Stepping in Style

If you’re going to be seen on the dance floor, here’s how to look your best.

The Cha Cha Cha

The Cha Cha Cha is probably the culprit most responsible for partners going their separate ways, with its variations that require no touching. But this dance of Cuban heritage and North American influence can be a great way to get back in touch. The feel is light and bouncy, and you can inject your own personality into the staccato beat. As in all of these instructions, partner’s step will be directly opposite.

The Waltz

The venerable Waltz is done to 3/4 time music with a light sweeping and gliding movement. One step flows smoothly into the next. Every step taken is to one beat of music. Keep your knees flexed always; lock-knee makes for jerky moves and heavy feet.

The Jitterbug

The Jitterbug began as the Lindy, growing out of the jazz tradition of the Charleston, Black Bottom, and Shag. While the basic footwork may look simple, a look at our dancers will show you how far you can let yourself go. Best done to the exuberant rock and roll music of the Fifties and early Sixties, try the jitterbug with your body relaxed and your knees flexed, and roll with the beat.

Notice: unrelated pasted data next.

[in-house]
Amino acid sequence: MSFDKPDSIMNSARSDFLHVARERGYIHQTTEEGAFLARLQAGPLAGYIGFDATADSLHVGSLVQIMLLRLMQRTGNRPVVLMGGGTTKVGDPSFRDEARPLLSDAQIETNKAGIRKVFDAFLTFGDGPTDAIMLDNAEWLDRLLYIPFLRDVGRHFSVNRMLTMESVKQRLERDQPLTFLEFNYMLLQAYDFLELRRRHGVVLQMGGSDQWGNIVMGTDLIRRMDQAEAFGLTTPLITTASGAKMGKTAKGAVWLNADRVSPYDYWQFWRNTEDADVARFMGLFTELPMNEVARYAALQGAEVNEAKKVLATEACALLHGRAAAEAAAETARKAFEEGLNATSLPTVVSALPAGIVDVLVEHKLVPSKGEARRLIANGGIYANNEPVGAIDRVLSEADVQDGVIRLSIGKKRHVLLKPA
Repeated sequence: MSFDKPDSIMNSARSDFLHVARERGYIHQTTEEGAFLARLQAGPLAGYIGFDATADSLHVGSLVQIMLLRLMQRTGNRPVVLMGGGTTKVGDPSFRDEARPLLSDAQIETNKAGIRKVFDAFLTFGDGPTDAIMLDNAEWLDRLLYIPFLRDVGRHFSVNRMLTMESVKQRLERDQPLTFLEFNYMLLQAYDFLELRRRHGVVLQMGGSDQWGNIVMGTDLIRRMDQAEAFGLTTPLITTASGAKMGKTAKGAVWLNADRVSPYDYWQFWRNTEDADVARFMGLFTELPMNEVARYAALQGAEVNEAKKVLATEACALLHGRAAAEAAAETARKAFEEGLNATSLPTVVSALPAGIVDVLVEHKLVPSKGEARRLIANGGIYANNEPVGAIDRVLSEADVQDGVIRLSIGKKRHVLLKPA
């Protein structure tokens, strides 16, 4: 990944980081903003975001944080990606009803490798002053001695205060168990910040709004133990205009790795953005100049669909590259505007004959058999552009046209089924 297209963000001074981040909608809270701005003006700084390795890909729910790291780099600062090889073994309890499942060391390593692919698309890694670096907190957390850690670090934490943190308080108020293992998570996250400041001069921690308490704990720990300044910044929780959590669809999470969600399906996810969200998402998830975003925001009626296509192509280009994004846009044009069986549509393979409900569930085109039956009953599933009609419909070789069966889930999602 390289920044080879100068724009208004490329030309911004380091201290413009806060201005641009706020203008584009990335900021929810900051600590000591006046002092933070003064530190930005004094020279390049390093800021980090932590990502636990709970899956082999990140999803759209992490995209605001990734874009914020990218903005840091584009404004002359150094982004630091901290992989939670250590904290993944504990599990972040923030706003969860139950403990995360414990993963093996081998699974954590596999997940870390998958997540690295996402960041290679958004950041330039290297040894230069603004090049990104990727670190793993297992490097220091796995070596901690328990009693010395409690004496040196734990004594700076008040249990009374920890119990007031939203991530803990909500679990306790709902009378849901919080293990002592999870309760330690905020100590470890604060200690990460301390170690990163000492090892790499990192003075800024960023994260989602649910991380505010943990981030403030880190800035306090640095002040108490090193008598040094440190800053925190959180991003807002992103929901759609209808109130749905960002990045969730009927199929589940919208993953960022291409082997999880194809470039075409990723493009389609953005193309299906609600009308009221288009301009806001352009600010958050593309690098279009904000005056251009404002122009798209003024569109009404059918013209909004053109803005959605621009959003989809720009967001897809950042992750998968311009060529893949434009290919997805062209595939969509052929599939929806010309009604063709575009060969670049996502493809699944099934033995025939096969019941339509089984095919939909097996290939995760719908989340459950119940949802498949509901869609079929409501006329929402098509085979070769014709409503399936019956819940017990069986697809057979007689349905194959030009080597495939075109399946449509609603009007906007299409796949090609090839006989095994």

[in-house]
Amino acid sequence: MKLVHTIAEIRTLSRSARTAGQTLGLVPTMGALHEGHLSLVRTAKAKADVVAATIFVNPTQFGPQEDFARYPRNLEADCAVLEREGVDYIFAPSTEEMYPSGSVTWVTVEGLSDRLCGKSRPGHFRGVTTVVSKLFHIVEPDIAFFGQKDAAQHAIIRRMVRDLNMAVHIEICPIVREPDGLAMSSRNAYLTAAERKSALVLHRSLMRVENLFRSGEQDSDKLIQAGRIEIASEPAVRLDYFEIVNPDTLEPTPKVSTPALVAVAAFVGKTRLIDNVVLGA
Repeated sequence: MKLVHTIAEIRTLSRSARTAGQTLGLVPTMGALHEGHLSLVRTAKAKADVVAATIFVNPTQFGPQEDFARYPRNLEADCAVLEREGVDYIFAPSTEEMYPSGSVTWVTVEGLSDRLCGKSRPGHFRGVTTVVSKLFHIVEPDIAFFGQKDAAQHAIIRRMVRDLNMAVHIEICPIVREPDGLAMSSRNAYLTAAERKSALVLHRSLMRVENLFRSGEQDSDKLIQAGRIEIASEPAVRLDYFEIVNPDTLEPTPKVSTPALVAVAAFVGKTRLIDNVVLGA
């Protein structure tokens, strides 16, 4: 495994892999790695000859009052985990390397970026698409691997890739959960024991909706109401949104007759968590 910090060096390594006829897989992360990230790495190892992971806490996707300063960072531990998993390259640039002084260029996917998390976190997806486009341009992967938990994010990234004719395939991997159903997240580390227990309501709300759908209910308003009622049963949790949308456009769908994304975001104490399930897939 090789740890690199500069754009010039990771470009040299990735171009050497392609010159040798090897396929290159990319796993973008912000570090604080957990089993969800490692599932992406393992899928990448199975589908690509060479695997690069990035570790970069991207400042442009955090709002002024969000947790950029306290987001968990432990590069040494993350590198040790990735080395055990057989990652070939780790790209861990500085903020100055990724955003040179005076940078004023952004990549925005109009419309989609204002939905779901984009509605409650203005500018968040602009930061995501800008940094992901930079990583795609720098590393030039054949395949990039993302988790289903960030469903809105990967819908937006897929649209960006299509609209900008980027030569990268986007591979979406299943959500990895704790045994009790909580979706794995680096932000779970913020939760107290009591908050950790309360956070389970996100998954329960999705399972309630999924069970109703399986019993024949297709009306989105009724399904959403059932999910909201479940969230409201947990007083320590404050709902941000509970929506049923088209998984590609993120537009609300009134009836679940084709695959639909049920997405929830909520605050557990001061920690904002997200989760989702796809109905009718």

The Hustle

The Hustle is the contemporary dance that heralds the return of touch dancing. Originating in New York City among young Puerto Ricans, the hustle has quickly spread across the nation with perhaps as many variations as there are states. We will dance the basic hustle step. With it you can move in any direction, or stay in place, change hand and body positions. The footwork will remain the same, small steps only-perfect for a crowded dance floor. Groove with the beat, and who knows? Maybe there will be one more variation named after you.


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